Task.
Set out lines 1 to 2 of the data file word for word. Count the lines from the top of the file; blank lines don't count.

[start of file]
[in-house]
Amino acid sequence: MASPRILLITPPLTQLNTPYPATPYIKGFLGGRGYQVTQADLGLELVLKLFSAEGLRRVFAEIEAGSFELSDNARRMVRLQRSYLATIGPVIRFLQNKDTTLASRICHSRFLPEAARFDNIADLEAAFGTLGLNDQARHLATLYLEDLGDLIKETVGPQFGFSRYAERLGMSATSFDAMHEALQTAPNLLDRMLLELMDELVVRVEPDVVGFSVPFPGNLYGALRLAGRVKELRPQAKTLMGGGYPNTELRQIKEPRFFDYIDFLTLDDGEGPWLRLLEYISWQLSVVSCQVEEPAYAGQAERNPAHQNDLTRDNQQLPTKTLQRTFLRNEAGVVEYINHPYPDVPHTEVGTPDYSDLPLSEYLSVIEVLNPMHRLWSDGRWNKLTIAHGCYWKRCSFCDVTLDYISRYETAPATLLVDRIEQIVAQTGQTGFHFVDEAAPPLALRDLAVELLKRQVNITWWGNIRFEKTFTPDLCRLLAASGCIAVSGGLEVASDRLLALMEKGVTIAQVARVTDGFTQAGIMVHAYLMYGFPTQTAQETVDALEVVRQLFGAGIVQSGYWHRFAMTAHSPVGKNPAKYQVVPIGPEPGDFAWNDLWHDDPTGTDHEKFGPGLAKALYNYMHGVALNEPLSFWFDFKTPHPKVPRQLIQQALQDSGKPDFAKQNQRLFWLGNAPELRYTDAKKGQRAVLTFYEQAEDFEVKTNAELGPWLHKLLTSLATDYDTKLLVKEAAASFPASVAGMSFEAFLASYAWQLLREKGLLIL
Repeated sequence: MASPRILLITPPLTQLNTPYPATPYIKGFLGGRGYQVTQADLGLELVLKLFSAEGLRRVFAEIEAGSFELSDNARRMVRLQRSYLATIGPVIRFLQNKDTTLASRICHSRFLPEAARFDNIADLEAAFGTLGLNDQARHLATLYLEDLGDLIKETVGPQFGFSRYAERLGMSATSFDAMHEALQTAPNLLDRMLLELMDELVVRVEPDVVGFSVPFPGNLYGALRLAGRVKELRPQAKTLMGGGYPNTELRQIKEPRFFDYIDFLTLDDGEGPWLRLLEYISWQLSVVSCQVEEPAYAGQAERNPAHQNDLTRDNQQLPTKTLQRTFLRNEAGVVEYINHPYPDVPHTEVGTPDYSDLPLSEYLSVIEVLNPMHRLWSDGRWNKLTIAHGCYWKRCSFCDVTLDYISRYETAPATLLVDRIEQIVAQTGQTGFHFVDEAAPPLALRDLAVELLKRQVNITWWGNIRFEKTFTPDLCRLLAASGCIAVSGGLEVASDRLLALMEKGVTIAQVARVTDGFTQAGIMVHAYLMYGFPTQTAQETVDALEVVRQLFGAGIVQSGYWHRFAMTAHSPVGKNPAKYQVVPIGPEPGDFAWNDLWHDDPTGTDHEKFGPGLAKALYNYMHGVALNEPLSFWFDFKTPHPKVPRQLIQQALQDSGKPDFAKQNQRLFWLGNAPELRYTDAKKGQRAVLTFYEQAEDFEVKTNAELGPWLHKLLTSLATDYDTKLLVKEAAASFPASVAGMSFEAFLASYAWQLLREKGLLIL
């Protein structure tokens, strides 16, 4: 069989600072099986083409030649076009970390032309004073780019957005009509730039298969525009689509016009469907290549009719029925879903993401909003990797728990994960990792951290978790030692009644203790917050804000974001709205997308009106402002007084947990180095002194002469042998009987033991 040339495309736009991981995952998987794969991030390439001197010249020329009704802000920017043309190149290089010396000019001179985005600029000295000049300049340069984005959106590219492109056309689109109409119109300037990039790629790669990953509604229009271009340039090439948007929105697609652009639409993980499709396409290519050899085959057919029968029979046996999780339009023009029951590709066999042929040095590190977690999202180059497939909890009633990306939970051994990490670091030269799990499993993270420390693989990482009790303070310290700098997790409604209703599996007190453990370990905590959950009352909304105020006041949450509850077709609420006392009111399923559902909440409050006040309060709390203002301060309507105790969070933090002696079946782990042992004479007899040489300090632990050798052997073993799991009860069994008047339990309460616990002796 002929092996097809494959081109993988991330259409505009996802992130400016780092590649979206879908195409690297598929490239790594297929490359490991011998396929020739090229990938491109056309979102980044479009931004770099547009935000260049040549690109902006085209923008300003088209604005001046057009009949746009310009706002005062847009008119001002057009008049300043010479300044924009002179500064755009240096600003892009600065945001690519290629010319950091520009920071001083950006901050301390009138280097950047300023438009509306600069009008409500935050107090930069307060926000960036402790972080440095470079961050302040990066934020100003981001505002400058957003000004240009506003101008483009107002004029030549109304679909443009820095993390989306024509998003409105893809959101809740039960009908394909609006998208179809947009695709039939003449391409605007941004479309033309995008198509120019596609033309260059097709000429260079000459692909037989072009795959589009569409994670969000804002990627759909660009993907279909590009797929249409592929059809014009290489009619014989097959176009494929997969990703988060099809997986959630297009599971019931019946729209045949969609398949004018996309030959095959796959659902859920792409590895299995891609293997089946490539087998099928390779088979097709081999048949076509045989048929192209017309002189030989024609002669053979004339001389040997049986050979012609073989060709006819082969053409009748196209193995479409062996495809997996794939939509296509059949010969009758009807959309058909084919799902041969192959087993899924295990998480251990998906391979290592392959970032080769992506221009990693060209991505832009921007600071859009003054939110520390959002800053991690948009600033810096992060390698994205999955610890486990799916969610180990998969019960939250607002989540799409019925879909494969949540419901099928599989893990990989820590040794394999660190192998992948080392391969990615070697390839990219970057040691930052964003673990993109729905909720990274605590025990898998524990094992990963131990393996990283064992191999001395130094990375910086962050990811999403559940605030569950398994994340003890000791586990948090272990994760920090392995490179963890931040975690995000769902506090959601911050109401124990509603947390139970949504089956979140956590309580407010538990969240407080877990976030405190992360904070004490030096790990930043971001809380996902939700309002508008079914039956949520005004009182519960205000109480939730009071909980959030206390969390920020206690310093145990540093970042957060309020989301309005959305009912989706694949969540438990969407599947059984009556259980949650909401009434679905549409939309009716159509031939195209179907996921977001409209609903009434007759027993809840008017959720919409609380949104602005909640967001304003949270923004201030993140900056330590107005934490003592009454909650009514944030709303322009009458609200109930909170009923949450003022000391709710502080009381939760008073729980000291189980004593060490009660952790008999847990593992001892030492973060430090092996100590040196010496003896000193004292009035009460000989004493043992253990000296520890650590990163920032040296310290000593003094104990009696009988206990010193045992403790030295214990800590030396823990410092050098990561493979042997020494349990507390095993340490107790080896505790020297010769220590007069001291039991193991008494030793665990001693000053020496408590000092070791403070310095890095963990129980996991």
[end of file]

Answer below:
[in-house]
Amino acid sequence: MASPRILLITPPLTQLNTPYPATPYIKGFLGGRGYQVTQADLGLELVLKLFSAEGLRRVFAEIEAGSFELSDNARRMVRLQRSYLATIGPVIRFLQNKDTTLASRICHSRFLPEAARFDNIADLEAAFGTLGLNDQARHLATLYLEDLGDLIKETVGPQFGFSRYAERLGMSATSFDAMHEALQTAPNLLDRMLLELMDELVVRVEPDVVGFSVPFPGNLYGALRLAGRVKELRPQAKTLMGGGYPNTELRQIKEPRFFDYIDFLTLDDGEGPWLRLLEYISWQLSVVSCQVEEPAYAGQAERNPAHQNDLTRDNQQLPTKTLQRTFLRNEAGVVEYINHPYPDVPHTEVGTPDYSDLPLSEYLSVIEVLNPMHRLWSDGRWNKLTIAHGCYWKRCSFCDVTLDYISRYETAPATLLVDRIEQIVAQTGQTGFHFVDEAAPPLALRDLAVELLKRQVNITWWGNIRFEKTFTPDLCRLLAASGCIAVSGGLEVASDRLLALMEKGVTIAQVARVTDGFTQAGIMVHAYLMYGFPTQTAQETVDALEVVRQLFGAGIVQSGYWHRFAMTAHSPVGKNPAKYQVVPIGPEPGDFAWNDLWHDDPTGTDHEKFGPGLAKALYNYMHGVALNEPLSFWFDFKTPHPKVPRQLIQQALQDSGKPDFAKQNQRLFWLGNAPELRYTDAKKGQRAVLTFYEQAEDFEVKTNAELGPWLHKLLTSLATDYDTKLLVKEAAASFPASVAGMSFEAFLASYAWQLLREKGLLIL